Amabuki’s “I Love Sushi” Junmai Karakuchi Nama (super cute labels), and Kyoto Matcha Shu (with some yuzu infusion)…the matcha has this pulpy feel to it, really good stuff. Not available for restaurant ordering yet though


#67

Bookmarking! Thanks for sharing @beefnoguy.


#68

Hi @beefnoguy -

It was a big success (sold out). People were still showing up as we left. Kerry-san took a picture of your post and gave me his card. I will email him and he’ll give me some answers after he talks to his superiors. He joked that it was beyond his pay grade. Really sweet guy.

We bought the DEWASAKURA Daiginjo “Mountain Cherry” and are on our way to Aburiya Raku. Why not? :blush: No reservation, hopefully we can get in.

We took a lot of notes. I’ll do a report once we decipher our scribbles.

Very Sake buzzed right now.


#69

Thank you for reporting back!

Great stuff, now you are tuned into this secret stash of affordable high end stuff :slight_smile:

Can’t go wrong with Dewazakura Daiginjo and Yukimanman. You’re going to love them a lot and get addicted!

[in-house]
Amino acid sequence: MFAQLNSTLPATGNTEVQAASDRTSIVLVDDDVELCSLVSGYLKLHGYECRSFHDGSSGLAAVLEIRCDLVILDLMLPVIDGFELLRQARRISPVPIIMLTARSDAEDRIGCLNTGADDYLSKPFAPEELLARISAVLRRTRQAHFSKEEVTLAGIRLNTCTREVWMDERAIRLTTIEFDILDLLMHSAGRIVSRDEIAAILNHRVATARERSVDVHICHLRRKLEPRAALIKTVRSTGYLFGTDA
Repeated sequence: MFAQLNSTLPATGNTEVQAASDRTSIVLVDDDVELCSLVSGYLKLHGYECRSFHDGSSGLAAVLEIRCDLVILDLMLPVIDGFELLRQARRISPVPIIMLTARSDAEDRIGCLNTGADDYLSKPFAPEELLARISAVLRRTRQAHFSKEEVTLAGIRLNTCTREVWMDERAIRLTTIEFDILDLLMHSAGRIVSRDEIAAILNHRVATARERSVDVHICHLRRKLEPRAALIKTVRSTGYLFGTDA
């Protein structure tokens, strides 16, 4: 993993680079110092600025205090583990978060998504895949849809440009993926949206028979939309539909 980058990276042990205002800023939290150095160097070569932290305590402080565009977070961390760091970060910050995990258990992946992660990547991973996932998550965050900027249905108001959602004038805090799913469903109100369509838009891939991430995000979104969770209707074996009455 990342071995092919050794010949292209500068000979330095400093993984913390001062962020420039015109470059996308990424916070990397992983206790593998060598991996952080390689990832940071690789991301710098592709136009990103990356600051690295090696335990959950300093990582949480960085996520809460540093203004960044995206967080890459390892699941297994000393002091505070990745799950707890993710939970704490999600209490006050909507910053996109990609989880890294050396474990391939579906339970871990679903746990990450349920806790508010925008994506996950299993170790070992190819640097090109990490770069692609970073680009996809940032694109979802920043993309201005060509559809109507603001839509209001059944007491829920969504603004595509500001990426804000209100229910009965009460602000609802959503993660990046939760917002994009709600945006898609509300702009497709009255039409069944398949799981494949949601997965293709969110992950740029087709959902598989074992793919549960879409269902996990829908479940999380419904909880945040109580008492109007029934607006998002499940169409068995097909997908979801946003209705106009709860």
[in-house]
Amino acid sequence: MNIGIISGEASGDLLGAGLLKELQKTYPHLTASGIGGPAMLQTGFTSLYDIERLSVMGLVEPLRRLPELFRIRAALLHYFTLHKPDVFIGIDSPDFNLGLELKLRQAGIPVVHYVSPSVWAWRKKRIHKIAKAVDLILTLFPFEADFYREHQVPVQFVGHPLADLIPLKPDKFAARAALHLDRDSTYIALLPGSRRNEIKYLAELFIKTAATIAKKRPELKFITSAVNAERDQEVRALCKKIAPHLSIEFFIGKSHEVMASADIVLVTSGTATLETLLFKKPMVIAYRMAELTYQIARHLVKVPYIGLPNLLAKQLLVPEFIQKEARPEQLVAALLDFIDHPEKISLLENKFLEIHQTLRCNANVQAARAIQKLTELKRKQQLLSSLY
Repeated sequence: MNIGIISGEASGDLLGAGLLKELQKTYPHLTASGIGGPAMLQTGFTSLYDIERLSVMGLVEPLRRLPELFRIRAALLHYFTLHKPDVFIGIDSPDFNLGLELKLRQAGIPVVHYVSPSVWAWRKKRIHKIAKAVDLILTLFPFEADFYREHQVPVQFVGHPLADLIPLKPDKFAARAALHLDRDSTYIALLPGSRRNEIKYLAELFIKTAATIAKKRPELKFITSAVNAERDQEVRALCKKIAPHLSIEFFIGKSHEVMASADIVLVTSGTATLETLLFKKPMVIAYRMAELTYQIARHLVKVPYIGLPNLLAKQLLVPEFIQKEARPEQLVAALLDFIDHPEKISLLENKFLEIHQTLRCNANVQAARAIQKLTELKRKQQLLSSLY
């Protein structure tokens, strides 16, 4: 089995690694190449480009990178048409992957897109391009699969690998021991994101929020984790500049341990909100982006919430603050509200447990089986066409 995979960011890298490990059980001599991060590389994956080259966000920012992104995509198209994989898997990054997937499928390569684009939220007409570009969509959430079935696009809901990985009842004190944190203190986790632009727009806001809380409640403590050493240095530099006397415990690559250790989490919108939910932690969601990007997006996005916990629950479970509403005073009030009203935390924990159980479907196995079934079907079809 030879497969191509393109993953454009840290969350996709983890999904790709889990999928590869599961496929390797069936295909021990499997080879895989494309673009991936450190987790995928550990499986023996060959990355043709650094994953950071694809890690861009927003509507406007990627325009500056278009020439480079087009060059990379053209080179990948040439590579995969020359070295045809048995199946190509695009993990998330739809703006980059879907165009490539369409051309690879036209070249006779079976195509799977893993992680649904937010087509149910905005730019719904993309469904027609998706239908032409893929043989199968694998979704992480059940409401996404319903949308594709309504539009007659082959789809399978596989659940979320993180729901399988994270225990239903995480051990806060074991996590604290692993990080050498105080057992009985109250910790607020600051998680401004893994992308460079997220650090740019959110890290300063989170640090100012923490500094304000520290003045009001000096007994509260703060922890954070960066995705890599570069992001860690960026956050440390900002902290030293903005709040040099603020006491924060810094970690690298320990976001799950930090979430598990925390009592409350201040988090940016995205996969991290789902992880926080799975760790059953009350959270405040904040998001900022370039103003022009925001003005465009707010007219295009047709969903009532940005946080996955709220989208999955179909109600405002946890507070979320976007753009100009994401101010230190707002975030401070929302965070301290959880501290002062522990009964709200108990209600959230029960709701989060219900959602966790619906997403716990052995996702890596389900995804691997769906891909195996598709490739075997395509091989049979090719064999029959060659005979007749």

The master brewer of Tamagawa Philip Harper (amongst a few of his peers in the industry) were doing the rounds in Northern California several weeks back. He went to my favorite neighborhood izakaya and I met and chatted with him briefly, a true legend! The Kinsho Daiginjo is a bit too sweet for me, but…it will pair brilliantly with the foie gras at Aburiya Raku (and in fact maybe even 90++ % pairing satisfaction!). I don’t doubt the Yukimanman will be as good, and the Mountain Cherry should be solid with it as well.


#70

Hi @beefnoguy -

Was our 2nd favorite. The Kinsho Daiginjo had a lot going on and was our least favorite - more on that later.

Cool you got to chat with Philip Harper. You can tell he is much loved. Kerry-san told a couple funny stories about him.

We managed to squeeze in at Aburiya Raku’s bar. They put our bottle on ice and charged a $30.00 corkage fee. It’s not like us to spring for that, but we were feeling good, so…

P.S. We also bought a bottle of Fukucho Junmai Ginjo “Moon on the Water”. I know it’s not a super high-end Sake, but I adore it. It just rolls around the tongue like liquid velvet. Is it the water in the Hiroshima prefecture that does it?


#71

Last October Fukucho “Moon On The Water” was removed from the previous sake menu at Raku, so either they have re-introduced it or offered it as “special menu” sake. I’ve mentioned this as something you might like in that gigantic Raku thread a while back, and my guess was right!